Toronto, ON, Nov 22, 2020 – A majority of global citizens support border closures in an effort to combat COVID-19, as relatively few believe the coronavirus is contained, according to new Ipsos polling conducted on behalf of the Halifax International Security Forum. The poll of over 21,000 people in 28 countries reveals that most global citizens are supportive of turning more insular in order to fight the virus at home.
Two in three (67%) agree (30% strongly/38% somewhat) that their country should close their borders and not allow anyone in or out until the Coronavirus of COVID-19 is proven to be contained. Those most likely to support the closure of their borders include Malaysia (92%), Australia (83%), Canada (82%), Chile (82%), Peru (81%) and South Africa (78%). Two in three (67%) Americans support the closure of their borders. Some country’s residents (mostly in Europe) are much less likely to agree with the closure of their borders, including those in the Netherlands (44%), Sweden (47%), Germany (50%), Belgium (52%) and Hungary (56%) and Poland (57%).
That support for border closures is so strong is likely a function of the fact that relatively few believe that COVID-19 is contained. Just one in three (33%) global citizens agrees (7% strongly/26% somewhat) that the Coronavirus or COVID-19 outbreak has been contained and will soon be over. Those in Malaysia (71%), Saudi Arabia (69%), India (68%), China (58%) and Russia (52%) are most likely to believe that the virus is largely contained, while those in Great Britain (17%), Spain (18%), Japan (19%), Belgium (20%), Canada (21%), France (21%), Chile (21%) and Australia (21%) are much less likely to believe it has been contained. One quarter (27%) of Americans believe COVID-19 has been contained and will soon be over.
Given the difficult economic issues in their country today, eight in ten (78%) global citizens agrees (33% strongly/45% somewhat) that their country needs to focus less on the world and more at home, up 5 points since last year. Those in Russia (89%, +4), Turkey (88%, +17), Colombia (88%, +2) and South Africa (86%, +4) are most inclined to hold this position, while those in Germany (65%, +4), Sweden (66%, no change), Italy (67%, +2) and the Netherlands (69%, +13) are less likely to believe their country should do this.
New Zealand Gets Tops Marks on COVID-19 Response; US Earns a Failing Grade
Global citizens were asked to assess whether or not certain countries or organizations have shown good leadership in dealing with the COVID-19 pandemic. New Zealand earns top marks from global citizens, with 74% believing that New Zealand has demonstrated good leadership. However, only 22% believe the same can be said about how the United States has dealt with the pandemic. The chart below shows the proportion of citizens who believe that each country/organization tested has shown good leadership.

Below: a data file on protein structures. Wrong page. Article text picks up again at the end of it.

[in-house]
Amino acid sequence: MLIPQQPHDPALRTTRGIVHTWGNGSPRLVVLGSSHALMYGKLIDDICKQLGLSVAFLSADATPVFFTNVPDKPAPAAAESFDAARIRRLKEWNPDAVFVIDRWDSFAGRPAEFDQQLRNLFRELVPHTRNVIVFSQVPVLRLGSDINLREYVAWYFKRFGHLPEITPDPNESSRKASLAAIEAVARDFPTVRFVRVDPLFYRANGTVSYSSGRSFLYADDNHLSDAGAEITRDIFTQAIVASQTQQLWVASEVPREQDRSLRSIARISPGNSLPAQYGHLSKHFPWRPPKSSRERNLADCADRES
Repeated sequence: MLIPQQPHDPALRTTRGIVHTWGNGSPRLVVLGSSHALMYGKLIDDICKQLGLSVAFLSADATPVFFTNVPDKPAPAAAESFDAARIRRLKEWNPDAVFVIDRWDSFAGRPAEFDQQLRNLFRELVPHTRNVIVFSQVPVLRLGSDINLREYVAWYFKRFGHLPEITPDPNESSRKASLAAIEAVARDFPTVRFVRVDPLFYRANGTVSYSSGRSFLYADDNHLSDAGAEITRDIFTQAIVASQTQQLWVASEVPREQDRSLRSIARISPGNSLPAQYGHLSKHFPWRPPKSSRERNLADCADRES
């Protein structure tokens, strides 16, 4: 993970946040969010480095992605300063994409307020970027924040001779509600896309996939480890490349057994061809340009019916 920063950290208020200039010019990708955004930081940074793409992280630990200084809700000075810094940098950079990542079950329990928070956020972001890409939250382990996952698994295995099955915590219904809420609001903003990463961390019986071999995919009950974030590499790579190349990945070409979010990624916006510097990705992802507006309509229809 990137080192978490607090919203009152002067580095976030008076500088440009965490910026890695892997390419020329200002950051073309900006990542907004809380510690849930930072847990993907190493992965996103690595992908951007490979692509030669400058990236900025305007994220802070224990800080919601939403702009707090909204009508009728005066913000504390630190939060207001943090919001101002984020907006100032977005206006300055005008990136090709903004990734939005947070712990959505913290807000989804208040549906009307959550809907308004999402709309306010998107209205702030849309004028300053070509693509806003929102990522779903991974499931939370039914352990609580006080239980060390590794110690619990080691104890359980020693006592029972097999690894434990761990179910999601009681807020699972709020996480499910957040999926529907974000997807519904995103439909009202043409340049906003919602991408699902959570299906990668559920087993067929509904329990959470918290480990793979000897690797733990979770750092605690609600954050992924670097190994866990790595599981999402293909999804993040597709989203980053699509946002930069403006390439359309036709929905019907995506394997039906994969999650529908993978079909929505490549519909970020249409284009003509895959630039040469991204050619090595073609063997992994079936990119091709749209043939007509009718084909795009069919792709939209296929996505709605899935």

The United States is clearly lagging the field, and even only 39% of Americans believe that the US has shown leadership through its COVID-19 response. The only entity that Americans judge harsher is China (32%), and Americans believe that Canada’s response (84%) has shown the most leadership.
Opinions about the WHO and whether it has shown good leadership in its response to the pandemic are mixed. Those most inclined to believe the WHO has shown leadership include Malaysia (84%), South Africa (72%), Sweden (68%), Mexico (68%) and Brazil (65%). Those least likely to believe the WHO has shown good leadership include Japan (27%), South Korea (28%), Peru (32%), Chile (52%), Poland (52%), Italy (52%) and Spain (52%).
About the Study
These are the findings of an Ipsos Global Advisor survey conducted between August 21st and September 4th, 2020. The survey instrument is conducted monthly in 28 countries around the world via the Ipsos Online Panel system. The countries reporting herein are Argentina, Australia, Belgium, Brazil, Canada, Chile, China, Colombia, France, Great Britain, Germany, Hungary, India, Israel, Italy, Japan, Malaysia, Mexico, Peru, Poland, Russia, Saudi Arabia, South Africa, South Korea, Spain, Sweden, Turkey and the United States of America. For the results of the survey presented herein, an international sample of 21,104 adults aged 18-74 in the US and Canada, and age 16-74 in all other countries, were interviewed. Approximately 1000+ individuals participated on a country by country basis via the Ipsos Online Panel with the exception of Argentina, Belgium, Chile, Colombia, Hungary, India, Israel, Malaysia, Mexico, Peru, Poland, Russia, Saudi Arabia, South Africa, South Korea, Sweden and Turkey, where each have a sample approximately 500+. Weighting was then employed to balance demographics and ensure that the sample's composition reflects that of the adult population according to the most recent country Census data, and to provide results intended to approximate the sample universe. A survey with an unweighted probability sample of this size and a 100% response rate would have an estimated margin of error of +/-3.1 percentage points for a sample of 1,000 and an estimated margin of error of +/- 4.5 percentage points 19 times out of 20 per country of what the results would have been had the entire population of adults in that country had been polled. All sample surveys and polls may be subject to other sources of error, including, but not limited to coverage error, and measurement error.
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